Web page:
Such big issues. I am grateful that I am not in the shoes of one having to make such decisions. May they...we...all be blessed.

Anonymous said...

Frankly, I'm surprised that someone so passionately on the road towards enlightenment cannot see what seems the ONLY easy and clear aspect of this complicated issue, which is how completely and utterly personal it is, and always has been. NO ONE has the right to tell a woman how to deal with an unwanted pregnancy. Everyone is passionate about the issue, and that is OK, as long as you don't think YOUR passions somehow trump MINE. This is hard for everyone, every individual who finds herself in this situation, and it is her hard choice, not your's, not the government's. Throughout history, legal or not, desperate women have been forced by circumstances into untenable situations around this issue. My very own grandmother, a profoundly religious and observant woman, confessed in tears, at the very end of her life, to having an abortion during the depression, sure that there would be no way to feed another mouth. She almost died in the process, aided only by some of her women friends, without adequate healthcare. Whenever any group try's to play G-d, by presuming they are better qualified to make this personal descision than the person carrying the potential life, they devalue the life of all women everywhere. We are not stupid, we can make our own moral, ethical and sometimes difficult choices!

Jerri said...

Love this post.

Strange, but it turns out that I'm gonna comment on a comment more than your post, Carrie.

You say clearly you've come to understand choice. Resigning from running the world means not needing to control anyone's choices. It means we recognize others' rights to their opinions in all ways, not just the ones we approve of.

The road to enlightenment is long and tangled. Above all, it's up to each individual to make it. Or not. As. They. Choose.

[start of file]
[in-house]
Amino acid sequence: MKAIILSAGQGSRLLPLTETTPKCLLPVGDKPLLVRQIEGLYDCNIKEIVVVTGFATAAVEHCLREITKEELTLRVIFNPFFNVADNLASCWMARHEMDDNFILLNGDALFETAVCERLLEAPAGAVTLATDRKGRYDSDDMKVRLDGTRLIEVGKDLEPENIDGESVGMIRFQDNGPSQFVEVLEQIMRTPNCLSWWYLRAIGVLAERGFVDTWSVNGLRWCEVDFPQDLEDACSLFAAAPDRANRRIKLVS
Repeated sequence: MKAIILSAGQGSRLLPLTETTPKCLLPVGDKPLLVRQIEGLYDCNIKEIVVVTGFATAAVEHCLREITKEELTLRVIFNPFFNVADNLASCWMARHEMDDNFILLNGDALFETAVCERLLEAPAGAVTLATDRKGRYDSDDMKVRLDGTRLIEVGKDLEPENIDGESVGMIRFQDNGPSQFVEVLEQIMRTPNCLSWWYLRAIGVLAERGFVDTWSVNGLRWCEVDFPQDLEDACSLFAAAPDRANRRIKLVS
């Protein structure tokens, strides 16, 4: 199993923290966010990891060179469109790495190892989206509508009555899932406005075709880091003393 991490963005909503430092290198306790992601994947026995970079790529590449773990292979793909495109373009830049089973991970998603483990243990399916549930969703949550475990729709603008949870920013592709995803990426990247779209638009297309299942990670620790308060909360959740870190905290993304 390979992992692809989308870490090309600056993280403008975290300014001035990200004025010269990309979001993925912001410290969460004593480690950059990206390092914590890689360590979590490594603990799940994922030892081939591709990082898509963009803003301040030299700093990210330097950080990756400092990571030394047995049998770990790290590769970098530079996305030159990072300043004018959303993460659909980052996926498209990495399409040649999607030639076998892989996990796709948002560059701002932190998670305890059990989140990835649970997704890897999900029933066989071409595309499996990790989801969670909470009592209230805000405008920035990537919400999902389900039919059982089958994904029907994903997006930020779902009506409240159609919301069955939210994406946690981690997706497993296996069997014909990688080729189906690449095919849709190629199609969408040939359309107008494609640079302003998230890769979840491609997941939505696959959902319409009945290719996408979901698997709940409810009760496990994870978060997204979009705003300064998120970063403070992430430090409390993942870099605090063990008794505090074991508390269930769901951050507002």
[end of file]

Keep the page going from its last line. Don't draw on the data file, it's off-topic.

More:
Good for you for knowing that.

Jess said...

Hard issues. I can't imagine how it must have been to talk to your daughter about this stuff, but good for you for taking her to that movie!

I have to say, I agree with Anon. there, though I don't love the tone. Not making other people's choices is not making other people's choices. Period. And admittedly I have a personal perspective on this because my mom had several abortions before I was born, and I think if she hadn't been able to do that, she wouldn't have become a mother at the time that felt right for her, and I might not be here. But you can twist that argument is all kinds of ways, so it just boils down to respecting that choice.

Love that you included Kris here. I must say I have never fully understood all of that song, though I like it. I guess I'm too literal sometimes. But I do know a good song.

Robin said...

I really loved reading your post today. It seems the longer I live the less sure I am about anything. Somedays I miss those teen years when I knew it all. Most days I am happy where I am.

deb said...

I found you through a Life of Triggers. I saw that movie, Juno, not long ago and loved it as well.

Last May my middle daughter got pregnant and had an abortion, without telling me until afterwards. It broke both our hearts. I grieved for my lost grandchild. I am pro choice but I don't know what I would have told her had she asked me. I was supposed to abort my son 25 years ago, but couldn't go through with it.

I was speaking to a nurse I work with last week, she sees people's energy, including that of unborn babies. We have a tech at work who is pregnant but there are problems, the baby may not survive so she talked to the nurse I mentioned above. The nurse told her that the message she got was wait. Now might not be the time for this soul to be born, but that this soul would eventually be born to the tech. The nurse explained to us that when baby is lost, that soul is not always lost, sometimes it just wasn't the right time, and all that's lost is tissue.

The nurse also told me that the soul of my unborn grandchild would come back into our family in the future. For some reason I believe her and I get great comfort from this thought.

Anyway, long first comment I know but I wanted to share this story with you. I'll be back to read more.

kario said...

Well, you know this subject is near and dear to my heart. So much so that I'm writing my book about it. Amazing the different perspectives that can be bandied about until it's you in that bathroom with the stick you've just peed on. Then, and only then, does it become real.

shauna said...

I was an accident. Although my mother wasn't in high school she was 19 and unmarried. My father wanted her to get an abortion; she refused. They got married. They got divorced. And I couldn't be more grateful to be here.

Good for you for talking to your daughter about what could be a touchy and awkward topic. And because of it she'll always feel comfortable coming to you to talk. That's priceless.